41. In any case of unilateral otitis media with effusion in an adult, rule out nasopharyngeal pathology especially the carcinoma.
  42. In Fitzgerald-Hallpike (bithermal caloric) test, thermal stimulation occurs in the horizontal semicircular canal. Cold water (30°C) causes nystagmus to the opposite side while warm water (44°C) to the same side. Remember COWS (Cold-Opposite- Warm-Same).
  43. Inverted papilloma or Ringertz tumour arises from the lateral wall of nose. It is characterised by squamous or transitional cell epithelium with fibrovascular stroma. Inward growth of epithelium towards stroma lends the name of inverted papilloma to it. It is associated with squamous cell carcinoma in 10-15% of patients.
  44. Jugular foramen syndrome is paralysis of CN IX, X and XI. It is seen in carcinoma nasopharynx, glomus jugulare, large acoustic neuroma or thrombophlebitis of jugular bulb.
  45. Kallmann syndrome is anosmia and congenital hypogonadism.
  46. Kartagener's syndrome consists of recurrent sinusitis, bronchiectasis and situs inversus. Ciliary motility is disturbed. Electron microscope shows absence of dyenin side arms in A-tubules.
  47. Korner's septum, sometimes seen during mastoid surgery, is a bony plate separating superficial squamous cells from the deeper petrosal air cells. Antrum lies deep to it.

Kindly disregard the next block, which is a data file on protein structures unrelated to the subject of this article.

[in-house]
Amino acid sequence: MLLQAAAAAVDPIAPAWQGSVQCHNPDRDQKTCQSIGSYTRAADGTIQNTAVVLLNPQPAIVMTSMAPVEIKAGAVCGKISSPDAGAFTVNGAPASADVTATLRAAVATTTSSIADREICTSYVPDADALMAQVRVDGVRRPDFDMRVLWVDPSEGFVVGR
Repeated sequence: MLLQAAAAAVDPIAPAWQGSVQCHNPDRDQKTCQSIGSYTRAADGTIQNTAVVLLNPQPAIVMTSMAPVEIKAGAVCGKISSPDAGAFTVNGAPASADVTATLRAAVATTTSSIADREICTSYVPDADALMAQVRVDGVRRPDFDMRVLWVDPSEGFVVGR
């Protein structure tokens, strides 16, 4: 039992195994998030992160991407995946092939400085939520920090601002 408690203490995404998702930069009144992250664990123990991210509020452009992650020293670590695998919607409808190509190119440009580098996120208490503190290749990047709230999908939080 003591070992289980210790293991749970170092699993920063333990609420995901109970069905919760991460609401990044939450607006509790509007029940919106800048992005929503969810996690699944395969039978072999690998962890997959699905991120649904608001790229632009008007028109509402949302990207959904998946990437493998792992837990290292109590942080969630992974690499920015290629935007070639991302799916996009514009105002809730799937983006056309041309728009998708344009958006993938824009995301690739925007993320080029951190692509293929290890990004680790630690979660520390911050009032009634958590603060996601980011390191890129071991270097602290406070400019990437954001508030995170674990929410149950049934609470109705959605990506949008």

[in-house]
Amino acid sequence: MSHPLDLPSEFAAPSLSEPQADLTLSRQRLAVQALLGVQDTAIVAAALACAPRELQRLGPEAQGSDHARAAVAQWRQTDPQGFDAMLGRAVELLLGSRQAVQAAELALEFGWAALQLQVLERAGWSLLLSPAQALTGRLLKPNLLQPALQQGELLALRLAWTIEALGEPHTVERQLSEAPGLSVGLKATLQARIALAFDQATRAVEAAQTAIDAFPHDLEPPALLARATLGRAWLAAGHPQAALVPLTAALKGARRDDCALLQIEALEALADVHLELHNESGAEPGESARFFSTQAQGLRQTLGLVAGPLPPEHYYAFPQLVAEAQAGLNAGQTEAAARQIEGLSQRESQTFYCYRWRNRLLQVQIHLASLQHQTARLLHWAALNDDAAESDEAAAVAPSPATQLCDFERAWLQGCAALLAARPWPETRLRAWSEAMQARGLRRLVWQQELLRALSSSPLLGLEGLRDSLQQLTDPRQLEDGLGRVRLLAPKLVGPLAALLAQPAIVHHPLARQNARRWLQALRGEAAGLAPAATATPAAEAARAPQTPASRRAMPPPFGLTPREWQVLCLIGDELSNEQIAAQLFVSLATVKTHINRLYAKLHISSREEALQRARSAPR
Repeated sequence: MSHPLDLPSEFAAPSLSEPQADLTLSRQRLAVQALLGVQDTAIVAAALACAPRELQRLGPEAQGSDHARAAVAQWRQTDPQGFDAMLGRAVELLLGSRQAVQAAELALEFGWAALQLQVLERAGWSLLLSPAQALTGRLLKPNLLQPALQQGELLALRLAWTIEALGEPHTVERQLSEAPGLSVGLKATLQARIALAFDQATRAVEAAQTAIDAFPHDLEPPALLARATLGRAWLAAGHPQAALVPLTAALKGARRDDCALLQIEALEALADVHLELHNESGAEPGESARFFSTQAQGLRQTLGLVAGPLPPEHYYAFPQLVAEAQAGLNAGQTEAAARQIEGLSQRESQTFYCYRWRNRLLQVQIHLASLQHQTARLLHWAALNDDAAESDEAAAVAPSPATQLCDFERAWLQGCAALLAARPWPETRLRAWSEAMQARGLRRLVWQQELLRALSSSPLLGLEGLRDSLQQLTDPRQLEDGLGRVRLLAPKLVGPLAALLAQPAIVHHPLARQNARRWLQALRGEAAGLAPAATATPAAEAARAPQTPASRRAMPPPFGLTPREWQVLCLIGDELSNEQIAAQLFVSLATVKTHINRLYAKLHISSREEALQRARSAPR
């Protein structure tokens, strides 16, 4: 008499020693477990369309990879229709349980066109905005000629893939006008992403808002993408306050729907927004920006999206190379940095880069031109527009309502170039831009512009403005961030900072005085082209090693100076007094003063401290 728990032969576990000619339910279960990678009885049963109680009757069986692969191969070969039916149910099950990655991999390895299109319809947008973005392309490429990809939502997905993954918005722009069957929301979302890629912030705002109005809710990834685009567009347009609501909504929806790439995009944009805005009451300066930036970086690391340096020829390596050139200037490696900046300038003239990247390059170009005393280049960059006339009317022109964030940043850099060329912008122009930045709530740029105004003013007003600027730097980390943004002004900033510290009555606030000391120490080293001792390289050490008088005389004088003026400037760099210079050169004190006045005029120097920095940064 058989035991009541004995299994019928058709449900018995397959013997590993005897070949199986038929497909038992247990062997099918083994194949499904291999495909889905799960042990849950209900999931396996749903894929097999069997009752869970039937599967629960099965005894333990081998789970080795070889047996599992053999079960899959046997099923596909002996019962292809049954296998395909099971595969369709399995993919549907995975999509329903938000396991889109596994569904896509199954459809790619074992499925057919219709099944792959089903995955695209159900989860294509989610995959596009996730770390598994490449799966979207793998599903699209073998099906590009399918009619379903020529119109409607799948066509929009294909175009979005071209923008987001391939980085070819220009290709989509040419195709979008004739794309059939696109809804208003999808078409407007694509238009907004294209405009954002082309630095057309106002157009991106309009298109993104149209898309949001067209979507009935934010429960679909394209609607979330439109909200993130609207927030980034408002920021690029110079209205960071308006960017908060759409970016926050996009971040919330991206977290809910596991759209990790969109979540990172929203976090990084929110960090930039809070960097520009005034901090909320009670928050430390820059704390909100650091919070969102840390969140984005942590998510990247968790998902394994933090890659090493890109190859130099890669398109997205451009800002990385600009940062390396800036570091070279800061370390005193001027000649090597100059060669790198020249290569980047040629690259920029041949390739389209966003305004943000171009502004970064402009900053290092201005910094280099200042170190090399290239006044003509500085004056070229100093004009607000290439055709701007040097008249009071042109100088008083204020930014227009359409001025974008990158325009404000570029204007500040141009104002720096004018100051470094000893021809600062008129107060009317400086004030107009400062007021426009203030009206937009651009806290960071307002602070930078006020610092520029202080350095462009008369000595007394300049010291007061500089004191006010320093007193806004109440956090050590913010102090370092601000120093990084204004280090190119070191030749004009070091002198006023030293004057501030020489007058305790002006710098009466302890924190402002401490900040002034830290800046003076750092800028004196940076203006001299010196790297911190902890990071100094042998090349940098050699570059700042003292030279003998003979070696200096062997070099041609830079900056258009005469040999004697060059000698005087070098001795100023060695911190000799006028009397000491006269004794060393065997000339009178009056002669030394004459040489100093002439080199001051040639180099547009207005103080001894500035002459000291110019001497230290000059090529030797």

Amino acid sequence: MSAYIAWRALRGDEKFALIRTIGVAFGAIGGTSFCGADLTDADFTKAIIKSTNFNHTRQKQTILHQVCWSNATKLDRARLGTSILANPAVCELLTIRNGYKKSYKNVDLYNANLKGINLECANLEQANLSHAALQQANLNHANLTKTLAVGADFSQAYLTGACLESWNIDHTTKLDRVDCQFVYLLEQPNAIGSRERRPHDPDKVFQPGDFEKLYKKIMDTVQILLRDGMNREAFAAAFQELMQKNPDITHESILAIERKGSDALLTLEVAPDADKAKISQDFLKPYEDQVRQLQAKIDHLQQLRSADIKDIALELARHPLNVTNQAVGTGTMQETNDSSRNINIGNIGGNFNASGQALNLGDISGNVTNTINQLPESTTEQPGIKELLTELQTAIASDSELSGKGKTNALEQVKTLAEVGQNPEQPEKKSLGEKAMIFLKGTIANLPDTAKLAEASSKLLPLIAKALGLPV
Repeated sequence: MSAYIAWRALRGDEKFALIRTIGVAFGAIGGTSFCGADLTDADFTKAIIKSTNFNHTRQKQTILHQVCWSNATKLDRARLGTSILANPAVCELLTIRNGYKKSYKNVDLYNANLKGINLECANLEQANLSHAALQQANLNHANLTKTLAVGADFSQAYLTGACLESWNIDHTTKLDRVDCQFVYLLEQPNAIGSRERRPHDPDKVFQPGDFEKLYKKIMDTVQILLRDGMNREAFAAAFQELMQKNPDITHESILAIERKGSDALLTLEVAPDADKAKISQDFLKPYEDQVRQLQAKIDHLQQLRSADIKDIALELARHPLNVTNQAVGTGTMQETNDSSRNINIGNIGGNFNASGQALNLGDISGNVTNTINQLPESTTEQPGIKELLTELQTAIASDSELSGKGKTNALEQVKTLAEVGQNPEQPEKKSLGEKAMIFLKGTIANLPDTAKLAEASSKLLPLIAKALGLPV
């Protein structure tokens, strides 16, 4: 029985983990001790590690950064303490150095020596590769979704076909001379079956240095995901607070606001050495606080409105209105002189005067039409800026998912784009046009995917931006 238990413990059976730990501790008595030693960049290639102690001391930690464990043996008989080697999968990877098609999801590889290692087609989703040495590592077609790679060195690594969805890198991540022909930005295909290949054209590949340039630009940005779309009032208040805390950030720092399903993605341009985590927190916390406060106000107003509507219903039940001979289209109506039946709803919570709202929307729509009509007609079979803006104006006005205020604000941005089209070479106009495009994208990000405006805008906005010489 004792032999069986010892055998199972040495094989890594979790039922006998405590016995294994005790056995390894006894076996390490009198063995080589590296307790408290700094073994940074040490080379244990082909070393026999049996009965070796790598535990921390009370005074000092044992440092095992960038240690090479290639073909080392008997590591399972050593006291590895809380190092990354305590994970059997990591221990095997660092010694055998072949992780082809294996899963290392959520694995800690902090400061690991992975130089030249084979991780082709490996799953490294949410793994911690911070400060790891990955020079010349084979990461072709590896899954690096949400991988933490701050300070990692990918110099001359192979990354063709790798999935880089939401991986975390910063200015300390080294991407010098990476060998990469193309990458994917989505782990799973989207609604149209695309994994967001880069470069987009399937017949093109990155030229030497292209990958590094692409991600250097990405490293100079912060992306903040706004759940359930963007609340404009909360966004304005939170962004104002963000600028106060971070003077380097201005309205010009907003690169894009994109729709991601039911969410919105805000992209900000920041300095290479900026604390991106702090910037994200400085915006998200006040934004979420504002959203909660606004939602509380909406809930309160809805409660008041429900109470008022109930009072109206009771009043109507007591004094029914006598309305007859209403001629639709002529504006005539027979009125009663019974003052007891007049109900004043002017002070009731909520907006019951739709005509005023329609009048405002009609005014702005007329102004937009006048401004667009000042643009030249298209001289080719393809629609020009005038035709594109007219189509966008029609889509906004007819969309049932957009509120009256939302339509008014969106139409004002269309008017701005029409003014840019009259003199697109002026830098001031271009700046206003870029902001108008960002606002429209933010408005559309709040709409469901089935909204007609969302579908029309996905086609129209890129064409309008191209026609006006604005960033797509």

48. Krause's nodes are lymph nodes situated in the jugular foramen. Enlargement of these nodes compresses on CN IX, X and XI, causing jugular foramen syndrome.
  49. Larynx has three important spaces: pre-epiglottic, paraglottic and Reinke's. The first two are important because they are invaded by carcinoma arising in the laryngeal mucosa. Reinke's space is often affected by oedema and causes polypoid degeneration of vocal cords.
  50. Lermoyez syndrome is a variant of Meniere's disease. Patient first gets hearing loss and tinnitus. An attack of vertigo follows and relieves tinnitus and improves hearing.
  51. Lever ratio between the handle of malleus and the long process of incus is 1.3: 1.
  52. Lhermitte's sign. A rare sign seen after radiation of cervical spine. Electrical current-like sensation is felt in both arms, dorsal spine and both legs on flexing the neck.
  53. Lyre sign. It is splaying apart of internal and external carotid arteries on angiogram in cases of carotid body tumour of the neck.
  54. Malleus and incus are derived from the first arch. Stapes develops from second arch except its footplate and annular ligament which are derived from the otic capsule.